The Economics of Gentrification in Washington, D.C.
This past decade has seen Washington, DC host one of the most rapid transformations in the United States. Once a city in decline, known for crime and plagued by disinvestment and poor governance, a quick look at the District's skyline will tell you that much of that is no longer the case. With forty-seven cranes operating throughout the city, new apartment and office buildings are rising up all the time. In older neighborhoods, typified by row houses built at the turn of the last century, developers are coming in to renovate, gutting buildings and keeping as much of the historic façades as possible. But what has spurred this resurgence after decades of decline?
Much of the answer can be found in the areas residents. In addition to long time residents and government employees, young professionals from all over the country are flocking to the Capital. And why not? Washington, DC has one of the strongest job markets in the nation. And, as plenty of economists will tell you, people follow jobs.
But people also follow their own preferences for a place they would like to live. The demand for walkable, vibrant neighborhoods with a mix of uses and access to transit is growing constantly. This demand is primarily being generated amongst the young, educated cohort of Americans we mark with the moniker of millenials, but older generations, like the baby-boomers, are also exhibiting this preference. The renaissance of American cities comes with consequences, however, one of which is gentrification.
At its heart, gentrification is a supply and demand problem. For too long, development in too many places focused on creating drivable suburban neighborhoods. Now demand is shifting toward walkable urban places, and they are in short supply. Compounding this is the fact that it is older neighborhoods that have the framework in place to support the type of urbanism people desire. And in Washington, DC, this problem is being compounded even further, with the DC Height Act placing an artificial limit on housing supply.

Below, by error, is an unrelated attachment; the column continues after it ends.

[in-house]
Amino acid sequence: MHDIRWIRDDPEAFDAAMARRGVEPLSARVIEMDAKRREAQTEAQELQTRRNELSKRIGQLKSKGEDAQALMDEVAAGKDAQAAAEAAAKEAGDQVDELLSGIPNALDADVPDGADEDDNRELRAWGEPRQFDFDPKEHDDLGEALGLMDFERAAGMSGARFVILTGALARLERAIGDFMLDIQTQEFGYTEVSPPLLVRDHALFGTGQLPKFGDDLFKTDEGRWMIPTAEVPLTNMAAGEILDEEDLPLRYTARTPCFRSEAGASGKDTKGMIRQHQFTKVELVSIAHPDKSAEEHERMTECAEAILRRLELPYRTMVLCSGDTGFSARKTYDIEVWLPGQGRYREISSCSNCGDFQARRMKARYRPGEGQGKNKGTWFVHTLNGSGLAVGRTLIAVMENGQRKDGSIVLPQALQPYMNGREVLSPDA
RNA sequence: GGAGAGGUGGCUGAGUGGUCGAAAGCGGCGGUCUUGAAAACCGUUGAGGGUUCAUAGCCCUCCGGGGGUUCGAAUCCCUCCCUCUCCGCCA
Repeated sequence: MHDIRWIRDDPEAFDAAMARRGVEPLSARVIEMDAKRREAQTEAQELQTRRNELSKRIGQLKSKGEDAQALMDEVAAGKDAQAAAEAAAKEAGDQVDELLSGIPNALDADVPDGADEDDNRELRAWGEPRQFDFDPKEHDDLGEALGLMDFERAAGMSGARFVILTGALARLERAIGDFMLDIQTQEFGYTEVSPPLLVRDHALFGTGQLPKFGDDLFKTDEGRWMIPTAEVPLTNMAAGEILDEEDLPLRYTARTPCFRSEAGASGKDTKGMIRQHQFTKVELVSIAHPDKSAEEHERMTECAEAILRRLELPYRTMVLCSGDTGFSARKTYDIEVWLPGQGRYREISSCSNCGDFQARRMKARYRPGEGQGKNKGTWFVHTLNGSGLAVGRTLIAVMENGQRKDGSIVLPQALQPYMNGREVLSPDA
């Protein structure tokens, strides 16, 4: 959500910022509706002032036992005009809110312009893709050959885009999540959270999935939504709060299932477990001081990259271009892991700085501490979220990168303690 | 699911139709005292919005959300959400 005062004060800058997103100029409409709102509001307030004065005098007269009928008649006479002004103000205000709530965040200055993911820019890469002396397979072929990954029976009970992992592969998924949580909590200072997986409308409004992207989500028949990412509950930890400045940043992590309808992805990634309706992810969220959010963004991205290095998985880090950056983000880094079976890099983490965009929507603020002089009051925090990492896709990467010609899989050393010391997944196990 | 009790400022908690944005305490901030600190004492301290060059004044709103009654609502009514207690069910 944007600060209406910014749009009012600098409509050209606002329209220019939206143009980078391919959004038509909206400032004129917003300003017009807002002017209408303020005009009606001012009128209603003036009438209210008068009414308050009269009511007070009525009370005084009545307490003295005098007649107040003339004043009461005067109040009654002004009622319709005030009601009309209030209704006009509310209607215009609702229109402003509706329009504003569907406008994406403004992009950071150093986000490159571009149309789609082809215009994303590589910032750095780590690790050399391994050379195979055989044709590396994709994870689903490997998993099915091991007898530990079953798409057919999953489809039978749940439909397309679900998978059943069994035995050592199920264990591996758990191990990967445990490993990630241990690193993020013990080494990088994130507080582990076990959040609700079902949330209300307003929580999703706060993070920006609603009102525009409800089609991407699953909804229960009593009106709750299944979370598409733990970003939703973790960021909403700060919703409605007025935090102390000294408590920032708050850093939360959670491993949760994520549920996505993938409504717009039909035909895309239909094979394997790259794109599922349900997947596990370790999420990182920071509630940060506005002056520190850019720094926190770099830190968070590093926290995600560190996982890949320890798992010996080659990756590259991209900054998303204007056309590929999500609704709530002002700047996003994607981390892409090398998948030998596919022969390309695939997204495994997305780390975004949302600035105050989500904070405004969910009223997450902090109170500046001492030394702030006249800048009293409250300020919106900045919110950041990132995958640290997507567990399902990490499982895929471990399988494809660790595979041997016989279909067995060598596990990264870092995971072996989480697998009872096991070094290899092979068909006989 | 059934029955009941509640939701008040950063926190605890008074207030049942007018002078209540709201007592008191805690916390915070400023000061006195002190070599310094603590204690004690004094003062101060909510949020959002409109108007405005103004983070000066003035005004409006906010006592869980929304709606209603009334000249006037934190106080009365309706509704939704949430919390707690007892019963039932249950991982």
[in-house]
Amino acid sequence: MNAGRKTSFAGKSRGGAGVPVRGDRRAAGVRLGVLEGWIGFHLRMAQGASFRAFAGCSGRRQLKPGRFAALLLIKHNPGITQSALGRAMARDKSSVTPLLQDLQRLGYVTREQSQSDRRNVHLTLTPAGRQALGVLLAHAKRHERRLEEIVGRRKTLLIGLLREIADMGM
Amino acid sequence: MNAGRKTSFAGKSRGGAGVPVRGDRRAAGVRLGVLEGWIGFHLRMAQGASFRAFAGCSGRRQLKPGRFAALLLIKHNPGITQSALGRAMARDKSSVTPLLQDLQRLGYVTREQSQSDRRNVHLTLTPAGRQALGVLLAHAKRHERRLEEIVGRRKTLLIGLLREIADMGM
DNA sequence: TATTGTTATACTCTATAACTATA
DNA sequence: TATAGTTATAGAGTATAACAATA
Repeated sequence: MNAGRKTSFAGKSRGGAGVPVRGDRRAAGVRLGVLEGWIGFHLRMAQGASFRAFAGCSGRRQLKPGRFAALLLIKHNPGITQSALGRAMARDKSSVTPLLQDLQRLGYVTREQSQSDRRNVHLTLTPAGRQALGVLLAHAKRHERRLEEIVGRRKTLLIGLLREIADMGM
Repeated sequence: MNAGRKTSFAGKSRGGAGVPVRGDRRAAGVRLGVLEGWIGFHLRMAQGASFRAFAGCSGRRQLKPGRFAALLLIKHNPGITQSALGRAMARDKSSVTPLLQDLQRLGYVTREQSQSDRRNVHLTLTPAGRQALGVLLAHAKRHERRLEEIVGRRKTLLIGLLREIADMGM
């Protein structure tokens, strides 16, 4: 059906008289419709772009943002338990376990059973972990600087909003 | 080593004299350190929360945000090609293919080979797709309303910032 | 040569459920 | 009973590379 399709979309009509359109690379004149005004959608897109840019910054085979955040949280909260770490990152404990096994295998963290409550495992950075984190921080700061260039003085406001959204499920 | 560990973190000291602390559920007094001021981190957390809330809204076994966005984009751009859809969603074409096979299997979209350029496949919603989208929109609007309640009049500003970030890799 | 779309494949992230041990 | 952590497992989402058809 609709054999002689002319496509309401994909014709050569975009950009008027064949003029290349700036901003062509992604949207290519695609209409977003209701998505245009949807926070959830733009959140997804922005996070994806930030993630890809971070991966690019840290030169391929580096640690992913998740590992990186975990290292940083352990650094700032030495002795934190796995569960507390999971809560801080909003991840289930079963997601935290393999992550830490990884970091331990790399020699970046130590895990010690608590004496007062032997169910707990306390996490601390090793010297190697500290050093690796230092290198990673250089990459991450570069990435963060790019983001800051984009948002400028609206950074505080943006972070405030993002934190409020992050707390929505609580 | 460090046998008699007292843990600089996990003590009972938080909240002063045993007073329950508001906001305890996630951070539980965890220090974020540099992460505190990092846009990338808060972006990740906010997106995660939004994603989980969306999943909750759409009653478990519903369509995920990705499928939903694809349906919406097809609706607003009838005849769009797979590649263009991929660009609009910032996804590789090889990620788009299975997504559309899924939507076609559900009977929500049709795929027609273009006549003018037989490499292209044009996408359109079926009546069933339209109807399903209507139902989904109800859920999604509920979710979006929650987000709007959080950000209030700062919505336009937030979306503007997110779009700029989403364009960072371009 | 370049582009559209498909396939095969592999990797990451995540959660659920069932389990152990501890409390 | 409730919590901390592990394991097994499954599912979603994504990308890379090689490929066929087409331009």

So, with short supply and high demand, land values are being driven up, which is forcing out long time renters who can no longer afford to live in their neighborhoods. In the District we are seeing this process playing out in a swath of neighborhoods simultaneously. It began with redevelopment focused around transit corridors, but now the wave is sweeping from west to east.
While understanding the problem is one thing, solutions are another, but is there anything that can be done for lower-income residents who can no longer afford to live in the place they have called home for so long? Urban planners have implemented an inclusionary zoning policy, but can it really solve the problem, or by forcing developers to charge less for some apartments are we merely prompting unforeseeable reactions from the market?
Is this a problem that can only be solved by the same market forces that have created it?
Credits: Images by Chase Keenan. Data linked to sources.